Having made a decision about what I would purchase before I went in, I wandered about their store looking to find the item. Not once did I have any interaction with a person on the sales floor. My only encounter with an employee was with the cashier. The experience and interaction I had could have easily been substituted for what I heard on the radio. Each cashier asked if I had one of the cards and each time I responded that I did not. In some cases the cashier offered a card as did the cashier in the sound bite while in other cases the cashier said nothing more and simply completed the transaction.
This observation is not meant to completely condemn the mass merchant. As I wandered about their sales floor I did see some of the salespeople talking with customers, but the employees that all customers were sure to interact with appeared to have the least amount of skills to interact with customers.
The summary of my visits was that the first person and the last person in the store that a customer would interact with demonstrated the least amount of customer skills. The philosophy of the mass merchant seems to go against the thinking of what many of us that grew up in retailing were taught. Perhaps, that thinking is best summarized in one of the old adages of retailing in the acronym of ‘ACES’ which stands for Around Customers Everybody Sells.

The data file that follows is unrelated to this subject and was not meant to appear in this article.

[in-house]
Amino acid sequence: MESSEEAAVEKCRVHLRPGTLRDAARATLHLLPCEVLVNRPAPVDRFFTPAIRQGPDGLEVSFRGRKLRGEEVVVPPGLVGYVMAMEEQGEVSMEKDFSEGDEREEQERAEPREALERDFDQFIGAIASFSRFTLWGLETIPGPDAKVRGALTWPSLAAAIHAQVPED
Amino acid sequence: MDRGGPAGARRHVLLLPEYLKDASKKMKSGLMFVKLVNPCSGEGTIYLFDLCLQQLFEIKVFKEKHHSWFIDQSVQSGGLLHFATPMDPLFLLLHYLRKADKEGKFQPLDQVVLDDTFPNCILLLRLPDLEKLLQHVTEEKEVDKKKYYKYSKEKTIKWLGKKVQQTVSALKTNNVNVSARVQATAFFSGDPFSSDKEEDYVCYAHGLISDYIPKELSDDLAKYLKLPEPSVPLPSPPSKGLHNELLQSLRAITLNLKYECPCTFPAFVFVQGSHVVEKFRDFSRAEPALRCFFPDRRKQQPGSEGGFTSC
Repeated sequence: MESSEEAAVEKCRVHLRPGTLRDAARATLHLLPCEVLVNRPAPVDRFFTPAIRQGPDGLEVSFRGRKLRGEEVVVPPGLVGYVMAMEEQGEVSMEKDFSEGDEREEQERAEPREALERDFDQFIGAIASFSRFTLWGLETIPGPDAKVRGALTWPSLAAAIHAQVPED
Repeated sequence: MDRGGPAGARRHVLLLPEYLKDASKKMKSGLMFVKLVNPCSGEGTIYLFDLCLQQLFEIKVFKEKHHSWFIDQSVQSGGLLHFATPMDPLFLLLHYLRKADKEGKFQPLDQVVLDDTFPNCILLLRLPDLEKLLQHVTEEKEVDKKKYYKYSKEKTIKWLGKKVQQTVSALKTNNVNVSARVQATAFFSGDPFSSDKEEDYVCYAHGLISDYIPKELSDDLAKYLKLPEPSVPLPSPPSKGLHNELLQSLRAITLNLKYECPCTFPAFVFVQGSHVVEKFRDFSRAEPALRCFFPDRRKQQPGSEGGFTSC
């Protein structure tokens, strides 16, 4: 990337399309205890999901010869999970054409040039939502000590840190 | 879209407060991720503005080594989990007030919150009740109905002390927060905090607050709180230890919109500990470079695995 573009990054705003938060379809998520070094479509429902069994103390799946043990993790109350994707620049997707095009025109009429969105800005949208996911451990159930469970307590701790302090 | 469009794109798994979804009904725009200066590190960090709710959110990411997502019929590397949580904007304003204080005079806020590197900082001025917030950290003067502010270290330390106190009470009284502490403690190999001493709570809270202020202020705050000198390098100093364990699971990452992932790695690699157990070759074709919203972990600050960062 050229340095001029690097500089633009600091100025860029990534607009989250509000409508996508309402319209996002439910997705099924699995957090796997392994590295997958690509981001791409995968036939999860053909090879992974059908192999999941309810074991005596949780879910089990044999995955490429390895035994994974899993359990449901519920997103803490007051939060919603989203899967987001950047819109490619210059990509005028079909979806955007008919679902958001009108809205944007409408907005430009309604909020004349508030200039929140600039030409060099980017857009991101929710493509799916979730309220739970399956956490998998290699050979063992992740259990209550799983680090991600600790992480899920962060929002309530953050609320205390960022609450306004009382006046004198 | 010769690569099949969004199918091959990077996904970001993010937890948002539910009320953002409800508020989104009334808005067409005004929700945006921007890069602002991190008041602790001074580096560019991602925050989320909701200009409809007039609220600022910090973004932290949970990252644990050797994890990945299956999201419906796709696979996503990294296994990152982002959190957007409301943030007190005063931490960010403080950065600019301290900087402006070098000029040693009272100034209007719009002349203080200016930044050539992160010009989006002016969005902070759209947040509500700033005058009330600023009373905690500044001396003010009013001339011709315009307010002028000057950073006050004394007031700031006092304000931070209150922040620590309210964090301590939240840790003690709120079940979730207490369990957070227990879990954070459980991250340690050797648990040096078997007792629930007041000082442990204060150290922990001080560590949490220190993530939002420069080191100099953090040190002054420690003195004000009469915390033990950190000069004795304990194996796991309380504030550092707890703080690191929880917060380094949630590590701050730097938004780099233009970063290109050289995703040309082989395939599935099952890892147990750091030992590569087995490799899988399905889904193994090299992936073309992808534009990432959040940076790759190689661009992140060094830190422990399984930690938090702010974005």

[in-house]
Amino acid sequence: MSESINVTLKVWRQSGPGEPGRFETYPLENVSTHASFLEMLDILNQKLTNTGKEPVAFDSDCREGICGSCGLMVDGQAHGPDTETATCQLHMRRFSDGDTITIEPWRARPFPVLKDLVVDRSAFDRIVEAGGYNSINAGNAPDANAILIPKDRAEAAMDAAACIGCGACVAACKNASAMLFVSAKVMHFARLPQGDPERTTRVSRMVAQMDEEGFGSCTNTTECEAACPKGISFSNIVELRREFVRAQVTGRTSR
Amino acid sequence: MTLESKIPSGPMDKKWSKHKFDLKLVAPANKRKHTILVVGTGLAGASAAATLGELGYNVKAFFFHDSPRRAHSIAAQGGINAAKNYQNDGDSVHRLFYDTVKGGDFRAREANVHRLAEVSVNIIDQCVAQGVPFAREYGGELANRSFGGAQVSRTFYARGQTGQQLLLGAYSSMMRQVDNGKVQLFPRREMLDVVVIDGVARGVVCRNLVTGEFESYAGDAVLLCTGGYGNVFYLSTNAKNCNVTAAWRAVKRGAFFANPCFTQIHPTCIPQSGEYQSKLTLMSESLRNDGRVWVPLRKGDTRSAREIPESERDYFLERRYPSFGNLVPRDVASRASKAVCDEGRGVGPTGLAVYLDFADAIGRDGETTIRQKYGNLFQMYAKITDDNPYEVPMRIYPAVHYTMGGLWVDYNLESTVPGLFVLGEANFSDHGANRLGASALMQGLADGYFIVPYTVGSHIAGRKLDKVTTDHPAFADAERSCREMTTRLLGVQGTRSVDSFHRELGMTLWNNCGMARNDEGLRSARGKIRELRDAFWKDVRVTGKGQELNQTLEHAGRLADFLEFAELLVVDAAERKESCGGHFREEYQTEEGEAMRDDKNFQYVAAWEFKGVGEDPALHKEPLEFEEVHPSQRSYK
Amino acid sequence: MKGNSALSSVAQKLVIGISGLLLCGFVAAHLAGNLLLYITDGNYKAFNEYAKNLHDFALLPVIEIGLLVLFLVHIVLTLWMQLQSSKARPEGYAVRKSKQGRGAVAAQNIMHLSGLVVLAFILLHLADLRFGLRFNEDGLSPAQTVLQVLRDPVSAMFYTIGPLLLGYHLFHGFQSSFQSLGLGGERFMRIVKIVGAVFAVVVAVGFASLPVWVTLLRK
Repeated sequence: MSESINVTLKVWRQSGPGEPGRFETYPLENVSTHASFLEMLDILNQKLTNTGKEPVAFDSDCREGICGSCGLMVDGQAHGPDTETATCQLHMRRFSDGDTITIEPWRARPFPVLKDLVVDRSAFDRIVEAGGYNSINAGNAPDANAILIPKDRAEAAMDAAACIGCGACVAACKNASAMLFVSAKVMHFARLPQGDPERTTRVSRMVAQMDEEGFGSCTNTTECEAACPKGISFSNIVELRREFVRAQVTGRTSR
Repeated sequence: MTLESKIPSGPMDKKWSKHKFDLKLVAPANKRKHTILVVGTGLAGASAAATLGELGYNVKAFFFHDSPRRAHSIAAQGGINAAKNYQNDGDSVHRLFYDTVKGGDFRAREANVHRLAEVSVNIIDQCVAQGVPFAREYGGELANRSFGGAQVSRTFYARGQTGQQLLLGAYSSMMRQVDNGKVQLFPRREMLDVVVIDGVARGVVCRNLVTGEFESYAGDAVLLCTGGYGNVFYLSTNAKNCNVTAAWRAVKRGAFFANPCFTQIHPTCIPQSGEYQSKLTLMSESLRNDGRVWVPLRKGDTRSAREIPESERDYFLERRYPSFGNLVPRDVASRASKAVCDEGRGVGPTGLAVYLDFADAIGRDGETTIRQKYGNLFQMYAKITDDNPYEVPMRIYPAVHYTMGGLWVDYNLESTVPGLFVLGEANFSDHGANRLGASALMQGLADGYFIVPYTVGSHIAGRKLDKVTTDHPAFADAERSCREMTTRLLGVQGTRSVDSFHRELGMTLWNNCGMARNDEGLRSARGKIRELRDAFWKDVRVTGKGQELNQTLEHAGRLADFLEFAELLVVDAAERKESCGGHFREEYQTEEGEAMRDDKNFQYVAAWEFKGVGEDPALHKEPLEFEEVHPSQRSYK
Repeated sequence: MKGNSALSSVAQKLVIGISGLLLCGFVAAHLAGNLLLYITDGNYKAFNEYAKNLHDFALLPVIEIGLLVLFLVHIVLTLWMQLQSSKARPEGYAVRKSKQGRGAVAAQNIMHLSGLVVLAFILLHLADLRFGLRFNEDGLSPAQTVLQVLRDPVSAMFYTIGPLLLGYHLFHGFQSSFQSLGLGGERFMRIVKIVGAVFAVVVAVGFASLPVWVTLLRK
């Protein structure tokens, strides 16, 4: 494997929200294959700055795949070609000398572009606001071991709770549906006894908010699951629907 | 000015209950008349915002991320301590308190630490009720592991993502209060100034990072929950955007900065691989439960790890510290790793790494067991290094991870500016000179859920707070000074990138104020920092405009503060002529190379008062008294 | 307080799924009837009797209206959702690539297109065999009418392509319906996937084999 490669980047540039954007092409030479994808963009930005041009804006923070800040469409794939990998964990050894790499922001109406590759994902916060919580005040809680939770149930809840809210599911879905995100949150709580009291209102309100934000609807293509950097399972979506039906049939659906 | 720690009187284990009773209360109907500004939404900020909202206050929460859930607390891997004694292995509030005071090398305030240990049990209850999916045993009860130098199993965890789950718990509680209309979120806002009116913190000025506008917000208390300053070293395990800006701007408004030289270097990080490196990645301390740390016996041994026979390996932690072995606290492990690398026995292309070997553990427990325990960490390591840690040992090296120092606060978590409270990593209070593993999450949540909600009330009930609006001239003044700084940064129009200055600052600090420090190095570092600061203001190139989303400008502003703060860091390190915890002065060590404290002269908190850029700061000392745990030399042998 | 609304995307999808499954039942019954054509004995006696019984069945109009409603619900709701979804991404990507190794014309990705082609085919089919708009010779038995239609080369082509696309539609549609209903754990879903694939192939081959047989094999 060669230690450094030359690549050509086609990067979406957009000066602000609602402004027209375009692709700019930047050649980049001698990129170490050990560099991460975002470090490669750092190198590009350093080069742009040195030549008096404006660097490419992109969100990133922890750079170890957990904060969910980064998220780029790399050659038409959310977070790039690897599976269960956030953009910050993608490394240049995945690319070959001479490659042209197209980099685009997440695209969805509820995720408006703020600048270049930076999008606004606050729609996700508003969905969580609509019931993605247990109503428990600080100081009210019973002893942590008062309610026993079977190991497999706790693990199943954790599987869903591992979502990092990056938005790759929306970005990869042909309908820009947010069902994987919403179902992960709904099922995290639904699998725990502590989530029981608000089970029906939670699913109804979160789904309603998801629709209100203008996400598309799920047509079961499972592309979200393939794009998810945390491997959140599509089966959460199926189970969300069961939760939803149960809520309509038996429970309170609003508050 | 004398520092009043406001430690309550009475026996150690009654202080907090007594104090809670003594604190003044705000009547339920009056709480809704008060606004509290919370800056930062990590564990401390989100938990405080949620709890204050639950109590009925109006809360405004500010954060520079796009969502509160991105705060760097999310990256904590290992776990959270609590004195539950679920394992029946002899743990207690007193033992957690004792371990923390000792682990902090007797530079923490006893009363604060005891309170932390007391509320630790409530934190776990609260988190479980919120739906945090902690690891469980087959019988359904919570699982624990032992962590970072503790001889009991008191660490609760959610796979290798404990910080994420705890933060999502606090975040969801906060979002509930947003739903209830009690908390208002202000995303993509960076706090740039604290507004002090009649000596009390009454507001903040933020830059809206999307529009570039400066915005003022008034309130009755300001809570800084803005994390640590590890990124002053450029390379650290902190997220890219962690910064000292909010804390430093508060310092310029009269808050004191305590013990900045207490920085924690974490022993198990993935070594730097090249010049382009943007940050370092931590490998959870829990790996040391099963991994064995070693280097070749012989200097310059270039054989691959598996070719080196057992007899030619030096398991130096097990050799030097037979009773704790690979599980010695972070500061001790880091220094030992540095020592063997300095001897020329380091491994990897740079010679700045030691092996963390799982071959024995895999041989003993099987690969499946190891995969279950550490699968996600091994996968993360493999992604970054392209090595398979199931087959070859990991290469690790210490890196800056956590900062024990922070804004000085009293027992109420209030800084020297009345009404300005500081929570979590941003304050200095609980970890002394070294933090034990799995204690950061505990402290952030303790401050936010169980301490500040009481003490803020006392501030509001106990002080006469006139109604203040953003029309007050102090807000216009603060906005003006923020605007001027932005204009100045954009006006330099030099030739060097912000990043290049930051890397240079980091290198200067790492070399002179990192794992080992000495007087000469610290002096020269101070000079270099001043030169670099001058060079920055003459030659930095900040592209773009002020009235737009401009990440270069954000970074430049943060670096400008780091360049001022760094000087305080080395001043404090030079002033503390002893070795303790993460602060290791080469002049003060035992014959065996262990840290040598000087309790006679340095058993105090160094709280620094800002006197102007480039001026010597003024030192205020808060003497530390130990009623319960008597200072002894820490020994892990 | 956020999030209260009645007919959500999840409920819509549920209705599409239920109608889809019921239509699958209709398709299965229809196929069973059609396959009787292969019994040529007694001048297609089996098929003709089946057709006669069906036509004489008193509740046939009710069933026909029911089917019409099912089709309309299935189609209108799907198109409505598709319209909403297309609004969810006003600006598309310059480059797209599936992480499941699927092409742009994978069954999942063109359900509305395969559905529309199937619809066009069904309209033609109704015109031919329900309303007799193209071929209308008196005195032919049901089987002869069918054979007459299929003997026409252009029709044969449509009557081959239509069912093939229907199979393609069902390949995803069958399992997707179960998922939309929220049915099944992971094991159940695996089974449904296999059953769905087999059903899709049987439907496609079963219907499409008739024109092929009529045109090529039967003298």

The scenario at the mass merchant is not one that is surprising to most readers of this column. All of us have had an experience similar to what I have described. The concern is how often that situation can also be experienced in Main Street businesses.
While many Main Street businesses will profess the personal touch with customers is their competitive advantage, the question asked today is, “how can that be an advantage if the business isn’t constantly working to hone their sales skills or take the opportunity to improve the quality of the salespeople working in their business.